By Nikki Jamieson
Sunny South News
A rezoning bylaw to allow for a multi-unit dwelling off of 21 Avenue in Coaldale has been defeated.
A public hearing for a Land Use Bylaw amendment, or Bylaw 879-P-09-23, was held during council’s regular Oct. 10 meeting.
The amendment concerns an application from a private landowner to rezone lands legally described as Lots 5 and 6; Block 20; Plan 6476AA, or at the corner of 21 Avenue and 16 Street. The landowner wishes to have those lands rezoned from Residential R-1A to Residential Multi-Unit R-2 zoning. The rezoning to R-2 would allow for a multi-unit residential development to go onto those lands.
The lands in question are currently vacant and are located in an established residential neighbourhood with adjacent lands being primarily zoned R-1A with three Residential Small Lot (R-1B) zoned lands nearby. In addition, there are properties zoned Institutional/Recreational (I/R) nearby the property, or R.I. Baker Middle School and Anglican Church, and properties zoned Commercial (C-1) in downtown Coaldale are located less than 150 meters away.
First reading of the bylaw was performed during council’s regular Sept. 11 meeting.
According to town administration, the rezoning does align with the goals, objectives and overall vision of the town identified in the Town Plan (MDP) and the Strategic Plan. However, town senior planner Hailey Winder stressed during the public hearing that if the proposed bylaw passed, it does not automatically authorize the development of any of the uses under the R-2 zoning, it would just allow for future applications to be received and decided upon by the Development Authority with consideration for the rules and regulations listed under the R-2 land use district.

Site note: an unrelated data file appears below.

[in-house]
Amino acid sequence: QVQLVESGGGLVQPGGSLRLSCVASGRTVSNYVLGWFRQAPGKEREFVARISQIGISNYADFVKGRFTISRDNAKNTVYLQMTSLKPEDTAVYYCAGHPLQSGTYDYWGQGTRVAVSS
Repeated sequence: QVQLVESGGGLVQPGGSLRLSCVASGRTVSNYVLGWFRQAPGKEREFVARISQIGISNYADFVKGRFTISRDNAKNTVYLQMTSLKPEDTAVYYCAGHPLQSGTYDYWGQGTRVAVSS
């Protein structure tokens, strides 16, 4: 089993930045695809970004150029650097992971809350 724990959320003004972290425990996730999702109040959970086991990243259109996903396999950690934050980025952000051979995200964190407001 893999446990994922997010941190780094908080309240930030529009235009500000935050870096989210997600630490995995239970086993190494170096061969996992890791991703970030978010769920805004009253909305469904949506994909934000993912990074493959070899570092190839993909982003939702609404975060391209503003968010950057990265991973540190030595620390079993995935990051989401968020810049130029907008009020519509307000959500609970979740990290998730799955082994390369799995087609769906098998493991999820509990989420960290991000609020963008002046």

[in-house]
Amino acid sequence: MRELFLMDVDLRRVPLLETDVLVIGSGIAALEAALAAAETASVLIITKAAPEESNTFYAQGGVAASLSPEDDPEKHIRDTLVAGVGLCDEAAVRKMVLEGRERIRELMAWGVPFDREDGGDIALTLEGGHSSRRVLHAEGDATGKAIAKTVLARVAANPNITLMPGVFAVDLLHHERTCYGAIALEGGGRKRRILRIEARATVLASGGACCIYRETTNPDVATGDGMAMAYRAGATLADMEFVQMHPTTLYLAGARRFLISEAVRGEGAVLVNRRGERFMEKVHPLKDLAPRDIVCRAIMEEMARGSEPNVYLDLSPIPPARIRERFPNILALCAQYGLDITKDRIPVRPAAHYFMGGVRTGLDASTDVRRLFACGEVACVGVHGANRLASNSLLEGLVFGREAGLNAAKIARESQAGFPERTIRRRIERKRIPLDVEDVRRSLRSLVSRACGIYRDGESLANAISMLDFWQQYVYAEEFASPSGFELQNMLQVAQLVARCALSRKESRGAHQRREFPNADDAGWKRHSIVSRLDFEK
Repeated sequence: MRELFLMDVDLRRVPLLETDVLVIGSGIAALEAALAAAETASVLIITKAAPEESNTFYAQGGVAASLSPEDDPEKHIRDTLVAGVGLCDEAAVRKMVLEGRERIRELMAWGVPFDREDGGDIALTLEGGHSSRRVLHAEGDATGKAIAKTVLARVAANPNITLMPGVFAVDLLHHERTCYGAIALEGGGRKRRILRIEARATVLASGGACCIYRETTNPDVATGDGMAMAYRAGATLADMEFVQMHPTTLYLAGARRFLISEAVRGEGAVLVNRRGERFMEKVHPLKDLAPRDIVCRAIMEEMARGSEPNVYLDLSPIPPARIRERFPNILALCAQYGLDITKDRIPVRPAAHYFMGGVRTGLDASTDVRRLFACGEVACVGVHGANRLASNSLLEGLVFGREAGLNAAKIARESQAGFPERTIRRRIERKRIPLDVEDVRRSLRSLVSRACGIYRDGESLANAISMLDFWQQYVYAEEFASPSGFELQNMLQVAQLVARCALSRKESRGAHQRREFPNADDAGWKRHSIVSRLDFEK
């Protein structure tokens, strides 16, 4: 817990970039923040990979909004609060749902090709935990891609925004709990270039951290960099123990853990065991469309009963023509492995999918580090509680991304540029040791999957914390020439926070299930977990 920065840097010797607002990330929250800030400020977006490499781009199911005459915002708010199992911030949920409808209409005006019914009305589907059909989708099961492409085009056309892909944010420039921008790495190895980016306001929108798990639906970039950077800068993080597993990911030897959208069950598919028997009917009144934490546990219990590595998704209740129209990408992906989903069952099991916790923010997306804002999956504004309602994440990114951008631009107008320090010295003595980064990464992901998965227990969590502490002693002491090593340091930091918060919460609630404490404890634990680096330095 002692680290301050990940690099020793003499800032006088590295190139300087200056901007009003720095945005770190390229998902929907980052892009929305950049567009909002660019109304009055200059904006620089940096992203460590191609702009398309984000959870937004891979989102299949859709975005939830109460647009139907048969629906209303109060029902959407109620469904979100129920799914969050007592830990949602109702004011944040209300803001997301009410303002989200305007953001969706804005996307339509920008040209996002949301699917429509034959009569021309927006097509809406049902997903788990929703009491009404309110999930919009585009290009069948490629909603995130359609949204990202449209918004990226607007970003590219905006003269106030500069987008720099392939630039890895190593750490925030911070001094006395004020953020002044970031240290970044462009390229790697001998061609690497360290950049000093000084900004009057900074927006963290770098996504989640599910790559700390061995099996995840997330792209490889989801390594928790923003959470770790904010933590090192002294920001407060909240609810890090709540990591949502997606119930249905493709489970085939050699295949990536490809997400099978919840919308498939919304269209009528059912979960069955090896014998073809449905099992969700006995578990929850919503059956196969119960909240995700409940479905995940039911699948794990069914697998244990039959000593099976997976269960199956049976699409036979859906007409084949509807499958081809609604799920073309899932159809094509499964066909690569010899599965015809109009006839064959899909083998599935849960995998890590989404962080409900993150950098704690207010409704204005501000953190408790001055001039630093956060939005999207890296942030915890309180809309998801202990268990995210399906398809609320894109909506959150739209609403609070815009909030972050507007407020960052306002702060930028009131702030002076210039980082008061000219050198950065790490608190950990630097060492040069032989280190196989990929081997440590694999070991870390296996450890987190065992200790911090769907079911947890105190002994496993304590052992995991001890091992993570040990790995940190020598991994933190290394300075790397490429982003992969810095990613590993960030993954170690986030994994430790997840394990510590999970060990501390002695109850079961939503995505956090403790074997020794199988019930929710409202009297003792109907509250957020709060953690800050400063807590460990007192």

“They must still have a permit, and they must still comply with the Land Use Bylaw regulations,” said Winder.
Mayor Jack Van Rijn stressed that during the public hearing, they were here for the rezoning bylaw, and not to decide what goes on the property.
Five emails were received by the town and included in the report in response to the public hearing, all stating their opposition to the rezoning. Winder said the town received an additional email submission and two submissions from CiviKit, that were from the same sender, but did not elaborate whether those submissions were for or against the bylaw.
Kelly Weiers, the applicant, said they currently own a seven-unit rental building in town, and they constantly have people coming to them asking to be put on a waiting list to rent a unit, and see a need for more rental units in the community.
Weiers said the land they are seeking to be rezoned was the “perfect lot for it”, as the lot works like their current building, and their intention was to build another building similar to the one they currently operate in town.
“I know there is brand new homes being built, and that is fantastic for those that can afford them. But as far as rental spaces, it’s not there,” said Weiers. “It’s not something that we’re coming in to do something bizarre. We actually have a very good road map, we’ve done it before, we’re building something very, very similar to what we currently have, less than two blocks away in a very similar area.”
Four people in attendance spoke against the bylaw, citing concerns over the proposed development, setback waivers for the proposed development, and increased traffic and unwanted changes to the neighbourhood. One of those who spoke against the bylaw, Coaldale resident Adam Parker, noted that the house that used to stand on the property in question had been burnt down, and the lot had been neglected for years.
“Having deep roots in this community, we take deep pride in our family history and overall well being of our neighbourhood,” said Parker. “As a fellow resident of Coaldale, we strongly urge you to reject this rezoning application, let us preserve the character and integrity of our neighbourhood and uphold the values that makes Coaldale a wonderful place to live.”
One person spoke in favour of the bylaw, inquiring about affordable housing in town.
After the public hearing, Coun. Lisa Reis said she would be voting against the bylaw, as people who buy into established neighbourhoods do so because they want that particular type of neighbourhood. Coun. Jason Beekman also spoke against the bylaw, citing traffic congestion concerns.
Council defeated a vote for second reading of Bylaw 879-P-09-23 in a split 5-2 vote. Van Rijn and Coun. Jordan Sailer were the sole votes in favour of the rezoning.